It's true that dogs are capable of suffering from depression and anxiety. This is due to the fact they are intelligent creatures who, like humans, experience a range of emotions.
What causes depression and anxiety in dogs?
Sometimes, a distressing event or major change in a dog's life can bring on symptoms of depression and/or anxiety.
For example, if a companion animal or owner dies, or even if those around them are experiencing grief, this can impact a dog's emotions.
Big life changes, such as a new pet, baby or move to a new house, may also affect a dog's emotions. Generally, any significant change to your dog's regular routine can lead to depression or anxiety?
How do I know if my dog has depression?
Symptoms of depression in dogs are similar to those seen in people.
Common symptoms include a loss of interest in things they once loved or enjoyed, a change in sleeping and/or eating habits and low activity levels.
Some dogs may also show signs of aggression, including uncharacteristic whining or howling.
How do I know if my dog has anxiety?
Signs of anxiety in dogs may include reduced activity, passive escape behaviors, tail-tucking, hiding or trembling. They may also show signs of panic including active escape behavior, pacing or panting.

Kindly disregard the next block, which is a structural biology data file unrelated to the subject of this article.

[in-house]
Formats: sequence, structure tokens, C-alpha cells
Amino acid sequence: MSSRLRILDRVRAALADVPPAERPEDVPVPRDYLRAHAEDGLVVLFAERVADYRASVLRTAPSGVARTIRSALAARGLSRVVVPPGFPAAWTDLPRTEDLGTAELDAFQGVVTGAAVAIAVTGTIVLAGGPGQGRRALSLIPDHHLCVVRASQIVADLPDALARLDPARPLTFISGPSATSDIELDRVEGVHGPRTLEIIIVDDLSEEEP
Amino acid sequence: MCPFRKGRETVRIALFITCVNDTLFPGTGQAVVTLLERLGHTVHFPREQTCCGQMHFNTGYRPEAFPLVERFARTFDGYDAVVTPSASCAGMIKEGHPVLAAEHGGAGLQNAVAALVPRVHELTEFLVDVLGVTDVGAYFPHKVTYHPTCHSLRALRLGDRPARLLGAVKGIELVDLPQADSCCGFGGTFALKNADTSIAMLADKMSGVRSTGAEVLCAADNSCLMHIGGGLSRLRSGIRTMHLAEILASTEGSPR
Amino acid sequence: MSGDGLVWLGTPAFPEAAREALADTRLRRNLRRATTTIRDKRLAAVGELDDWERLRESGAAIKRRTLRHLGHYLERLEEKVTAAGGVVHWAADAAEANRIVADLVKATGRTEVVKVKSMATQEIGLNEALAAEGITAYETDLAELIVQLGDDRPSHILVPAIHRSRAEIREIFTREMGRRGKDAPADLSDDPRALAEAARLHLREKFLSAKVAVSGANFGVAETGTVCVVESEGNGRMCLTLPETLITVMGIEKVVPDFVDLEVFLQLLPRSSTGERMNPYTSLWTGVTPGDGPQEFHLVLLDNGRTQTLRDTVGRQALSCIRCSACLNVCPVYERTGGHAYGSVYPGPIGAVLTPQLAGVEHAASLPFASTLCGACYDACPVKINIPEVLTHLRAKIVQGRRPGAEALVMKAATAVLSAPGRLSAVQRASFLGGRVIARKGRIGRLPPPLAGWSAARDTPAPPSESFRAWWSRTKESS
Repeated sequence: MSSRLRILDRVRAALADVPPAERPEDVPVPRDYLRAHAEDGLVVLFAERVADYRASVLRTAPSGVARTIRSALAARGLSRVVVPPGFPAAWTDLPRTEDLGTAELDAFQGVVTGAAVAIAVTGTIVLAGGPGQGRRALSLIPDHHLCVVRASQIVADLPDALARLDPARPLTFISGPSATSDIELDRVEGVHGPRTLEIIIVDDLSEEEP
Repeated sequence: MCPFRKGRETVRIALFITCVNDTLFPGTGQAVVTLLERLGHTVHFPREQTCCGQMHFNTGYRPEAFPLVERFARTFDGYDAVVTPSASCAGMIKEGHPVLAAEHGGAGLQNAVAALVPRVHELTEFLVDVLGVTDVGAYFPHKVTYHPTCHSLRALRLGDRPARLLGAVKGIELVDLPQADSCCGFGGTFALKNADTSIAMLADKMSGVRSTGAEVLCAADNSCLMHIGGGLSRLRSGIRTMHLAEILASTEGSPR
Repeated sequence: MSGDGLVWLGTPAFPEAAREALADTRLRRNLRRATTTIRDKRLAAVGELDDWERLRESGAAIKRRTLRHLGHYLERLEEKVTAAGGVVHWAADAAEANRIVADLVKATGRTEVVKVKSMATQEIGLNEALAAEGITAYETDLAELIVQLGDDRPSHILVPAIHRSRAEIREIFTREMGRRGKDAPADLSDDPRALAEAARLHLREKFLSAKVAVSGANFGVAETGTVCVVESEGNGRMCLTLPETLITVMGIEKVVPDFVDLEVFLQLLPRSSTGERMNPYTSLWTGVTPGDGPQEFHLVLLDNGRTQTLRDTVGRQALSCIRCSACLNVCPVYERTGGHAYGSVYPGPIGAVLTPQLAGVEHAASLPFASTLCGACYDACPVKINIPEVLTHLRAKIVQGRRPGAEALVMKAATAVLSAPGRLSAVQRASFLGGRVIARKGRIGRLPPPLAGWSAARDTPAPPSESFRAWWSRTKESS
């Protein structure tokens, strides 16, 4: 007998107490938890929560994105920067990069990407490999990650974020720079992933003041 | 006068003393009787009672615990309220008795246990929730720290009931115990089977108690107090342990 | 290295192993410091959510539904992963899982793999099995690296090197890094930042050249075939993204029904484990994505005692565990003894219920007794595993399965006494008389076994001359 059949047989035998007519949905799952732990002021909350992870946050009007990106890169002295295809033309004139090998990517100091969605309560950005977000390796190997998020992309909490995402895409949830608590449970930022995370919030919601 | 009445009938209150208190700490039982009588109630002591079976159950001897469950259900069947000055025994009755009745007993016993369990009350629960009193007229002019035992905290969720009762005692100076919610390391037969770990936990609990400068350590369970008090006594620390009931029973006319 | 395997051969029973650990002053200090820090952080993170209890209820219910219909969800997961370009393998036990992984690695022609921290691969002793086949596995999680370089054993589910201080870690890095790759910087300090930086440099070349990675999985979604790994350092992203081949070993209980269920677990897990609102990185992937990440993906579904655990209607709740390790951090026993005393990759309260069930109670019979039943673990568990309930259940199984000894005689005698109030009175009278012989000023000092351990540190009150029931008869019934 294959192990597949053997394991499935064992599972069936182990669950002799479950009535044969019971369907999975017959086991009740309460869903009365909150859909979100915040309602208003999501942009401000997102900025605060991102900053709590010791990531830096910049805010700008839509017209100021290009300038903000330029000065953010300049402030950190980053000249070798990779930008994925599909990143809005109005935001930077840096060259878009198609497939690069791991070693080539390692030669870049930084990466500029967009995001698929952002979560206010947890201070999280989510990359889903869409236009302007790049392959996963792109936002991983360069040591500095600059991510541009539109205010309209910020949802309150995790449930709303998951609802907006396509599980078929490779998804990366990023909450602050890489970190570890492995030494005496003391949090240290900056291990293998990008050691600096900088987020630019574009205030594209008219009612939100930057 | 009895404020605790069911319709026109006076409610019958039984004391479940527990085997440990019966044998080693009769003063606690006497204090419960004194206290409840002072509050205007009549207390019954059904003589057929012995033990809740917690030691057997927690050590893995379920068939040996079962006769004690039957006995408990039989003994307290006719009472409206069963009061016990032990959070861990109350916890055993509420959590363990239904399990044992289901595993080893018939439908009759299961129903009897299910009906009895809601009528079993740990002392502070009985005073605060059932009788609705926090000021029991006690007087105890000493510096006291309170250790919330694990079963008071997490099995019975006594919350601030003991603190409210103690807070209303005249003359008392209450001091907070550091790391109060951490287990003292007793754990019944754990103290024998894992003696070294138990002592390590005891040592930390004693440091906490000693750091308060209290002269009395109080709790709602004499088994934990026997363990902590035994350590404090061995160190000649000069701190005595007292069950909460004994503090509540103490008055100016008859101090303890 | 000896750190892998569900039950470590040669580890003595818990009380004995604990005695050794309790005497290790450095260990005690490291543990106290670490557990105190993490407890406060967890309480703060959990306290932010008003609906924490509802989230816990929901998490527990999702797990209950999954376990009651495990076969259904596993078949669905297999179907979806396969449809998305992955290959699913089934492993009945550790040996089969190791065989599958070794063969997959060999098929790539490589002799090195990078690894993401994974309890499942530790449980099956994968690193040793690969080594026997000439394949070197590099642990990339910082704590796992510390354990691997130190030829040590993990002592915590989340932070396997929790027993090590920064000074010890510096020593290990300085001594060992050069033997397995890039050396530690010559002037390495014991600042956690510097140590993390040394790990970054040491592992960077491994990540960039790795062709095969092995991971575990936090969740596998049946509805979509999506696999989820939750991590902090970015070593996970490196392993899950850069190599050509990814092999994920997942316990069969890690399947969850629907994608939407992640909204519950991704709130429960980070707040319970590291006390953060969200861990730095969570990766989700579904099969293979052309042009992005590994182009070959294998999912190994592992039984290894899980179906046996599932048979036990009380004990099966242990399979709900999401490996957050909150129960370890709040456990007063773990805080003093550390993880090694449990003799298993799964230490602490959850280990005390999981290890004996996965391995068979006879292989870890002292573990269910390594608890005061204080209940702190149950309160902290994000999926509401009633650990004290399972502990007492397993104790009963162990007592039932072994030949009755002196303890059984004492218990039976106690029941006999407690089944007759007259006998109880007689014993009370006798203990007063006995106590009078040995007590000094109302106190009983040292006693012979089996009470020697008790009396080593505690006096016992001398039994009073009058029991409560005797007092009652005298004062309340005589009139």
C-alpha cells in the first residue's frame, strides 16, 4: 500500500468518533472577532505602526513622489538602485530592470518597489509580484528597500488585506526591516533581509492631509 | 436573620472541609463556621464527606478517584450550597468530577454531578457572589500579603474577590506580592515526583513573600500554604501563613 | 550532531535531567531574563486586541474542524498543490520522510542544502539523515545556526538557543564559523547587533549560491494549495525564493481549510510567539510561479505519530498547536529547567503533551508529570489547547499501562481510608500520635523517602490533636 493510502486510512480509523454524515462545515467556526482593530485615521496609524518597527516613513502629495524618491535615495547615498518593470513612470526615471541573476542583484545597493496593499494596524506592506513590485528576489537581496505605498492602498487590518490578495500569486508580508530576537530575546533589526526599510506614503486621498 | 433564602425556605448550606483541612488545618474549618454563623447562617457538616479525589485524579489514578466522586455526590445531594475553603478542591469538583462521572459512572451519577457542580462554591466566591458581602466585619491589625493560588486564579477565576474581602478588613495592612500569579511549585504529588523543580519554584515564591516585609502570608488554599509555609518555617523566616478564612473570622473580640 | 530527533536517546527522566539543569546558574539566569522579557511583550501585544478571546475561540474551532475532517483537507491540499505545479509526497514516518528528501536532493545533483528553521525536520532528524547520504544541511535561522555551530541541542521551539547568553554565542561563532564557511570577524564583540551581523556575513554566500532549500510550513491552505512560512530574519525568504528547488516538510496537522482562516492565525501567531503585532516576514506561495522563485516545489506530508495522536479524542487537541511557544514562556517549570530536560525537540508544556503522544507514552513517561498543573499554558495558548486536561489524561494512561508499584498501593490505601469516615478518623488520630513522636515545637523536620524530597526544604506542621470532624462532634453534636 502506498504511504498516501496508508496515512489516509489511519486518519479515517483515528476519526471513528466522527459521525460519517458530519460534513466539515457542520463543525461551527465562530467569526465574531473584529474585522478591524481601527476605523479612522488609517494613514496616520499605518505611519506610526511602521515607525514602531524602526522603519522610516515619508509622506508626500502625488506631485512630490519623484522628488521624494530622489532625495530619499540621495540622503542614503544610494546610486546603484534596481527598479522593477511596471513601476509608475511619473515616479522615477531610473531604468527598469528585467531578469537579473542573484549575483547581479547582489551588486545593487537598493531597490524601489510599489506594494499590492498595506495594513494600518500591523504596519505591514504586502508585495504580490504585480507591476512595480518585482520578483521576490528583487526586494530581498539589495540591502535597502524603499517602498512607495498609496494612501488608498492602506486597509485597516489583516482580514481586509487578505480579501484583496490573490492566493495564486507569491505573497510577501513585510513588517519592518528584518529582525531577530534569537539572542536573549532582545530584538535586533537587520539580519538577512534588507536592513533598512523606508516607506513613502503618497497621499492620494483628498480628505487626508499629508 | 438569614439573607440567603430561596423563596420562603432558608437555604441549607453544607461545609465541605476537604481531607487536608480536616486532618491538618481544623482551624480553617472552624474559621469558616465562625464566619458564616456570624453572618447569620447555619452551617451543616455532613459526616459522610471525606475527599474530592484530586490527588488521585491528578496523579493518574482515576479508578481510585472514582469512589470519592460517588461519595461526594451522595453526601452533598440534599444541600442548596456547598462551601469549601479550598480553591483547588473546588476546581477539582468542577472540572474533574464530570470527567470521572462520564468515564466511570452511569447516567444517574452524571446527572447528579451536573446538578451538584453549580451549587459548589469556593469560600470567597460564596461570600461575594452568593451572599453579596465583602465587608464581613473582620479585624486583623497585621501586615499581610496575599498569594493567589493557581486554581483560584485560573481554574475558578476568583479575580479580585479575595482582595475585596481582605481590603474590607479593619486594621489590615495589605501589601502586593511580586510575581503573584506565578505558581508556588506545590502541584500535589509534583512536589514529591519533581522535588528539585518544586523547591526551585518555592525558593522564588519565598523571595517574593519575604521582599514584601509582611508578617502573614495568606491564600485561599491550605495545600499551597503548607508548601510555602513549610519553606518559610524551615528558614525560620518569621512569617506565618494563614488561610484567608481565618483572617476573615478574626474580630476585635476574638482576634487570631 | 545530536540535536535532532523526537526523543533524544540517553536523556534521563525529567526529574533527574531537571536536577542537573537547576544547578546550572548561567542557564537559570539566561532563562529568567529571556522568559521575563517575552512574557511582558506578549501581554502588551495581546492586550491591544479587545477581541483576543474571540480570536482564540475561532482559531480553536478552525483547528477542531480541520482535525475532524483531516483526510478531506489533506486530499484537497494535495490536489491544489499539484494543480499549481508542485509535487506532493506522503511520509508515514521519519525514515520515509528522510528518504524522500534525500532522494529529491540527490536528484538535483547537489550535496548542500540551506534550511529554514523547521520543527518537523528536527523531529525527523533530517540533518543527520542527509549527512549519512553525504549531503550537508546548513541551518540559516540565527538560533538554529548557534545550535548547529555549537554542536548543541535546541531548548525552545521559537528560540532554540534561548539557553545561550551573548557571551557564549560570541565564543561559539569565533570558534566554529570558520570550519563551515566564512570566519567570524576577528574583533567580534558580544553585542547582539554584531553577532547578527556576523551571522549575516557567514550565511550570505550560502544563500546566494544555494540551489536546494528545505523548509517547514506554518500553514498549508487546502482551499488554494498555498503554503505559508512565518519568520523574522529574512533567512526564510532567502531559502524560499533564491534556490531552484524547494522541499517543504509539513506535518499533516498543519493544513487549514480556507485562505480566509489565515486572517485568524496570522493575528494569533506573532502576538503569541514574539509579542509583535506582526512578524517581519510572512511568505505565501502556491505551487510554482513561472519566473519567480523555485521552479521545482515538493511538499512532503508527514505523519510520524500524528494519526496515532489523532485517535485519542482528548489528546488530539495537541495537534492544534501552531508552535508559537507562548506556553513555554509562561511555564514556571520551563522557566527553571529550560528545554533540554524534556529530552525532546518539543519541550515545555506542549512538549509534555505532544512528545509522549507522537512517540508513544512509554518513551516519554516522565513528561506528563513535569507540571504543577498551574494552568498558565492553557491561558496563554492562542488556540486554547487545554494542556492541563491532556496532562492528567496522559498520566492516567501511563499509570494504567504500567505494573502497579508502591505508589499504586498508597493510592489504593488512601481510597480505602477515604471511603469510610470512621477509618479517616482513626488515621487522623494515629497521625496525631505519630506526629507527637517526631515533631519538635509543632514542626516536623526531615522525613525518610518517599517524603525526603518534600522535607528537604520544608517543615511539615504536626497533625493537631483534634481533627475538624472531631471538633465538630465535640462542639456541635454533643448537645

Physical symptoms of anxiety in dogs can involve sympathetic autonomic nervous system activity, such as lesions that cause them to lick or bite their own body, or diarrhea.
How can I help treat my dog's depression or anxiety?
The good news is that dogs can often overcome depression and/or anxiety on their own. Depending on the dog and the situation, it can take days to months. No matter what, the love and care of their owners, and sometimes some guidance from your veterinarian, can help them overcome the blues.
Pet owners can try the following techniques:
- Offer your dog more attention. But wait until you see some signs of happiness, like a wagging tail, and reward them for that behavior.
- Keep your dog active with regular walks, playtimes, and other activities you know they enjoy.
- If your dog's symptoms are related to the loss of an animal companion, consider getting another pet or start socializing them with other pets.
- Depending on the severity of their symptoms your veterinarian may also prescribe anti-anxiety medication as well as recommend behavior management techniques.
In some cases, depression and/or anxiety may be a symptom of an underlying medical condition in a dog. If your pet has not recently experienced a major life change or distressing event, talk to your veterinarian about what else could be troubling them. Your veterinarian may also recommend a thorough physical exam to identify any potential underlying issues.
Note: The advice provided in this post is intended for informational purposes and does not constitute medical advice regarding pets. For an accurate diagnosis of your pet's condition, please make an appointment with your vet.